Mishaposted 8 years ago

    Sandy, sorry for answering with a question, but do you hate rich people?

    1. 0
      sandra rinckposted 8 years ago in reply to this

      no, I dont hate rich people, but I do think it is wrong to rip off the poor people when they are already poor to keep wealthy.  Plus a lot of rich people earned thier riches because they worked hard for it and a lot of them share thier riches with less fortunate people.  but things I do hate:  when I can't be included in friends celebrations on accounts (no pun intended) that I cant afford it, not that my friends exclude me, but I dont take want to take advantage of thier generosity either.  Why did you ask?

  3. Misha profile image75
    Mishaposted 8 years ago

    Well, I am working on a similar problem myself. While I don't have any debt, my income so far lags my expenses. I'm living on saved money for the last couple of years.

    Point is, I found that I have a set of beliefs about rich people that literally hold me in place. I just sabotage my own efforts to make a good living. After I realized that, and started to work on changing my beliefs in this area, my finances started to get much better smile

    1. 0
      sandra rinckposted 8 years ago in reply to this

      well can you share what you did, maybe it will make sense and I can use it too.big_smile

  4. Misha profile image75
    Mishaposted 8 years ago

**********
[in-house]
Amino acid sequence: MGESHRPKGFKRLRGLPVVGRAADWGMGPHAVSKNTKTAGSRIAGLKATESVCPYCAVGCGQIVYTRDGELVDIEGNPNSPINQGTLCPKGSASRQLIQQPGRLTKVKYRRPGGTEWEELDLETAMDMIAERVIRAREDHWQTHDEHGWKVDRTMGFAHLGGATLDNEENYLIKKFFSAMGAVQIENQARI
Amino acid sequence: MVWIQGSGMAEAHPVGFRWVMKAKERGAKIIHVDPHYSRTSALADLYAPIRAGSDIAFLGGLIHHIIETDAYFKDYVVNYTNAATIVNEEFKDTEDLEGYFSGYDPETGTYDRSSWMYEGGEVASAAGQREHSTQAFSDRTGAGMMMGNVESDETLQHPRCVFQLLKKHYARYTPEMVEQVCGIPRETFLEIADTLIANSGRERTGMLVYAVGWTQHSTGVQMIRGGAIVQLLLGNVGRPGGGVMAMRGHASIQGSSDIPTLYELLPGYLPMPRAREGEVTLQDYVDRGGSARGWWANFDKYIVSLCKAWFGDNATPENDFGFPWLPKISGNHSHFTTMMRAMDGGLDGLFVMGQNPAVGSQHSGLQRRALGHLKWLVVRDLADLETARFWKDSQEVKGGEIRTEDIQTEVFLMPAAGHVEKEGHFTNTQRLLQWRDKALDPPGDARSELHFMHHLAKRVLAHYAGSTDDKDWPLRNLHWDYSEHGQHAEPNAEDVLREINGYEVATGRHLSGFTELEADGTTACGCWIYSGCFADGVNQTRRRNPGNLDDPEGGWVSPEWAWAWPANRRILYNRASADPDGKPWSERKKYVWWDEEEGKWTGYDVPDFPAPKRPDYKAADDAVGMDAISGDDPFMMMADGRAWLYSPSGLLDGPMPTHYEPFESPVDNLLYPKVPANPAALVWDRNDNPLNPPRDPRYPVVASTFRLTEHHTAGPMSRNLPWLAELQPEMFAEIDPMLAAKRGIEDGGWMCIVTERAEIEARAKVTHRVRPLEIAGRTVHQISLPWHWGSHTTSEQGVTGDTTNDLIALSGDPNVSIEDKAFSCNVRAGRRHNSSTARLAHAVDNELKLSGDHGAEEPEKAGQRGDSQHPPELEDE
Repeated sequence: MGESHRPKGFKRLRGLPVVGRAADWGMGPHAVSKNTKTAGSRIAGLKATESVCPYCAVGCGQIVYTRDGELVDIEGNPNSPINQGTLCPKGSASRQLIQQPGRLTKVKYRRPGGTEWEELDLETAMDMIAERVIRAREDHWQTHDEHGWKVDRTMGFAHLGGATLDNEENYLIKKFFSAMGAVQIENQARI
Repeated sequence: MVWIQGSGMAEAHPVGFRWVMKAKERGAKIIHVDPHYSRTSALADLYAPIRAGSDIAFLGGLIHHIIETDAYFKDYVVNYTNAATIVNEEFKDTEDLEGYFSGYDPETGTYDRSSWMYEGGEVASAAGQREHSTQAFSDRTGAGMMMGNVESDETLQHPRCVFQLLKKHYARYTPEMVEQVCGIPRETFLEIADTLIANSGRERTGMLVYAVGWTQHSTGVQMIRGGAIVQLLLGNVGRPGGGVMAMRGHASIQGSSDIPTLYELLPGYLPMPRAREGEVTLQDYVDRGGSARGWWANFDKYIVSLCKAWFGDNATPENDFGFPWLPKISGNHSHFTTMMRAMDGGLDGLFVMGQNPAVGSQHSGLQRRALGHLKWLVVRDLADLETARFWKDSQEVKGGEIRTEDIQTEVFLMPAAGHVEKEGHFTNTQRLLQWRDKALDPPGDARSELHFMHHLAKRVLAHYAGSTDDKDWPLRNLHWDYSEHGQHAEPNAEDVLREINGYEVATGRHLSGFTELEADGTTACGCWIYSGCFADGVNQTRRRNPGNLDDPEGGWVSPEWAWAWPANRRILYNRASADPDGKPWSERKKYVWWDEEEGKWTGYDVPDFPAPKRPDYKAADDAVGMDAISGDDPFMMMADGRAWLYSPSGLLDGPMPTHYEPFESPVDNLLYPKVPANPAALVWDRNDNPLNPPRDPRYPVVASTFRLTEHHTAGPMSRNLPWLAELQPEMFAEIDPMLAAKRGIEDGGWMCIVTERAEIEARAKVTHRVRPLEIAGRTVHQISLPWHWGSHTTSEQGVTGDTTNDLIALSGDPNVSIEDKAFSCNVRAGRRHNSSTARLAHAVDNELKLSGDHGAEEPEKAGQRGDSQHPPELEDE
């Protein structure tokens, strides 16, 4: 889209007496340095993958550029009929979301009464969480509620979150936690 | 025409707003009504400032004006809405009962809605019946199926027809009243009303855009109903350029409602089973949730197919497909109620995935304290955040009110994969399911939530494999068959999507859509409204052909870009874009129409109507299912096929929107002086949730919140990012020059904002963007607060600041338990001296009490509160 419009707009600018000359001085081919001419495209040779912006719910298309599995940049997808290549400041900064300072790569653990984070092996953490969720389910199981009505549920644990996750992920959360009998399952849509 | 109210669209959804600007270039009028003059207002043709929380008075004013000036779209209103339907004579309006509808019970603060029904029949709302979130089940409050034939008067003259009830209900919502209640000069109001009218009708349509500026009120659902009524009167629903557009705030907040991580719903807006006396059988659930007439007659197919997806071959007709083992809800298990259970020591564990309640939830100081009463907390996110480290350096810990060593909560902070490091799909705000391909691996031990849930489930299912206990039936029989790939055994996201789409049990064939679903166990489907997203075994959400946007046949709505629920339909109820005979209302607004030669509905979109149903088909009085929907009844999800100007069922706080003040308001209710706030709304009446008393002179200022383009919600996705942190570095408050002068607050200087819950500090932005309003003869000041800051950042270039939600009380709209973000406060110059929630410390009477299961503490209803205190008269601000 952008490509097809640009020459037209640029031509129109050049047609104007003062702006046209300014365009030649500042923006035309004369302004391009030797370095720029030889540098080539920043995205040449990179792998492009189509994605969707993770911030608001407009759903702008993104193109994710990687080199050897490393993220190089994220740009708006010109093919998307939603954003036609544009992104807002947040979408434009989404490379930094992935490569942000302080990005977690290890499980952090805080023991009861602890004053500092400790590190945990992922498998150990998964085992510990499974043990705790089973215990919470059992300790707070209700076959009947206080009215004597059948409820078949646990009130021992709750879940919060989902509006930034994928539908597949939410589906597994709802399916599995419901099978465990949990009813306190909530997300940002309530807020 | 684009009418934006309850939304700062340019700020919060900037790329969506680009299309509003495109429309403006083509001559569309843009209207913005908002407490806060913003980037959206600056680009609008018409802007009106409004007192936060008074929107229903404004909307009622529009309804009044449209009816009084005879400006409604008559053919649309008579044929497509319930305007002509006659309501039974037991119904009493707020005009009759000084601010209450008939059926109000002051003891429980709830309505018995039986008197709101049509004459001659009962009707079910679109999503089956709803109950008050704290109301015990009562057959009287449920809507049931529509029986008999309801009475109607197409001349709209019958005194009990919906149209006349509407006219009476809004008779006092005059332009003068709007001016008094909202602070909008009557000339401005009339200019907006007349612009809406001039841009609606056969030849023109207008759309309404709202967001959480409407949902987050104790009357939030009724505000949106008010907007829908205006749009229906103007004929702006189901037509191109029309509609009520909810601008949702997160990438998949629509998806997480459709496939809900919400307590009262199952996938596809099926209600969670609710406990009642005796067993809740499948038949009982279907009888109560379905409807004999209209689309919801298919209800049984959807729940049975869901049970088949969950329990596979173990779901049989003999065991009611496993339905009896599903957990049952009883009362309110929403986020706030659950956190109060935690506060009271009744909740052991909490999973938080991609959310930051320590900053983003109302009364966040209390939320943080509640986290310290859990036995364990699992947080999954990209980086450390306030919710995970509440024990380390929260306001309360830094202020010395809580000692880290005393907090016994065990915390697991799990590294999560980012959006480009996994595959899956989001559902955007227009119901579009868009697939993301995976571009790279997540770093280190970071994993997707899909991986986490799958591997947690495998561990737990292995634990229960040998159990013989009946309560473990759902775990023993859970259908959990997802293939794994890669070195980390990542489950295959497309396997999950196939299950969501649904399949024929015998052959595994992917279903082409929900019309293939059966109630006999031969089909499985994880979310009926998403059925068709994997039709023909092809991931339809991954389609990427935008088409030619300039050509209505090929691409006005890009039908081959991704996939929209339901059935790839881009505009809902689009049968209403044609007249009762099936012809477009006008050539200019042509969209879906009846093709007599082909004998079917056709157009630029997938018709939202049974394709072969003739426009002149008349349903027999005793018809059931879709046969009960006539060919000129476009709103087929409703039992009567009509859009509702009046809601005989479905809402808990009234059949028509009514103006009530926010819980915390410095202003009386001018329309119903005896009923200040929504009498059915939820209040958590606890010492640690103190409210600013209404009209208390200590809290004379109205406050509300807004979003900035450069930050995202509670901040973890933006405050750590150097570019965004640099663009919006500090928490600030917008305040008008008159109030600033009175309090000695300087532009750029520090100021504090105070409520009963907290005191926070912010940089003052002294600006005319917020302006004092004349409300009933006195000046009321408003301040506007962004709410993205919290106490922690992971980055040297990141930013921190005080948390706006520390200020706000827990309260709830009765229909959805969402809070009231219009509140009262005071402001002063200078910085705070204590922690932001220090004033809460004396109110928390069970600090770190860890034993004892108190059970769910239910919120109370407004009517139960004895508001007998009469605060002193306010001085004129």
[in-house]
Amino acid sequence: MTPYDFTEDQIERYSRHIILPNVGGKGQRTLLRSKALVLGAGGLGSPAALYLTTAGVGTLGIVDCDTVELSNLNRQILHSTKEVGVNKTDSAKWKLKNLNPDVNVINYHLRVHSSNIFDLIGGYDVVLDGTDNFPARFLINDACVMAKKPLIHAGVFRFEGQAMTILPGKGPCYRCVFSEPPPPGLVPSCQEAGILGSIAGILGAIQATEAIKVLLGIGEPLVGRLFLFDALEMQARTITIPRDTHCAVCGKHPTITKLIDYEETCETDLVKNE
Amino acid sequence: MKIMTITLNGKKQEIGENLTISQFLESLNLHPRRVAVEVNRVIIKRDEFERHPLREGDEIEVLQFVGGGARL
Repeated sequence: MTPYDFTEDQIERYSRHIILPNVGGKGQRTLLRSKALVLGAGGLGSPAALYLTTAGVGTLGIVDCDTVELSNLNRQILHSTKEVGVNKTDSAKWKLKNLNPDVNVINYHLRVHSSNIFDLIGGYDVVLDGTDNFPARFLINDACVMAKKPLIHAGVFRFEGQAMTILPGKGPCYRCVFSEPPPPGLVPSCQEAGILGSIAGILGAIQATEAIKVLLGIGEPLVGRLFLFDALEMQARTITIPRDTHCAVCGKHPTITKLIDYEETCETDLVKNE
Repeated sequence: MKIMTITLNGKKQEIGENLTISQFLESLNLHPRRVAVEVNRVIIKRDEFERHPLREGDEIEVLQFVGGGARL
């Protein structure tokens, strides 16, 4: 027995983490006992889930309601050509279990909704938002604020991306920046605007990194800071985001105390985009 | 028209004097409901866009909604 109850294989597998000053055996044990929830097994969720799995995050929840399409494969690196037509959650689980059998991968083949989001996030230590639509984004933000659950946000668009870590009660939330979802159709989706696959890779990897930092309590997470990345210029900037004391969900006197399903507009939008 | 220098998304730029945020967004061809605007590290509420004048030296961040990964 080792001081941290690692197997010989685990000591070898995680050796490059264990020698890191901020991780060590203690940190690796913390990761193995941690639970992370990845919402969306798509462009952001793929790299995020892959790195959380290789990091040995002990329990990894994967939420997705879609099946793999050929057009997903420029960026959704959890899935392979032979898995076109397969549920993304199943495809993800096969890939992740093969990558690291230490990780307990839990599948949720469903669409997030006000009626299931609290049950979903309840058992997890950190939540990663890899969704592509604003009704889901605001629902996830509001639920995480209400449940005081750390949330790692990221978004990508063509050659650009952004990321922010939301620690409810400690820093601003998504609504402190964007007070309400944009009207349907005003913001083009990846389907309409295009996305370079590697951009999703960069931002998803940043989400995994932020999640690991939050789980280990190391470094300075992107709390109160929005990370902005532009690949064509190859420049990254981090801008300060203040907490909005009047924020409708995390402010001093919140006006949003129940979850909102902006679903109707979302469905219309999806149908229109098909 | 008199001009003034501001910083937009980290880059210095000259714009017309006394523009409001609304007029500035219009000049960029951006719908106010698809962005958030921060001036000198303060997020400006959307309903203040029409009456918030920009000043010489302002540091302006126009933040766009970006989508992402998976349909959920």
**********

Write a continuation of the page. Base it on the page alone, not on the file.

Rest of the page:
Your new avatar is probably a step in the right direction big_smile

    Well, I hope it is not going to be blind leading blind, and hope Jenny will correct me if I go dead wrong wink I never really tried to put this on paper before, so bear with me smile

    In communist Russia hating riches and hating money in general was ingrained into almost everyone's mind much like Christians ingrain Satan and Hell into their kids' minds. I was not an exception in any way. My parents, especially father, still hate rich people and blame on them any misfortune of their own, and since they don't have much misfortune lately -  any misfortune of the country, real or imaginary...

    To my surprise by the way, I saw a lot of that same mentality when I moved to the US, which is supposed to be the exact opposite... Talking about the unity of opposites big_smile

    Anyway, the problem I was facing (and still face to some extent) was the belief that spiritually good people can't be rich. Or, rather, that rich people cannot be spiritual. That money (in any quantities) kill spirituality. While I see quite a few examples to the contrary, this belief sits on the subconscious level and rules. Since I do think of myself as a spiritual person (which may be not true, but I still prefer to think this way - asking for a compliment tongue), this belief presents a real problem to me.

    I understand on the conscious level that this is plain not true, and many rich people are way more spiritual than quite a few poor ones, and many poor people are not spiritual at all and just care about snack and fuck - but my subconscious is still there sabotaging me...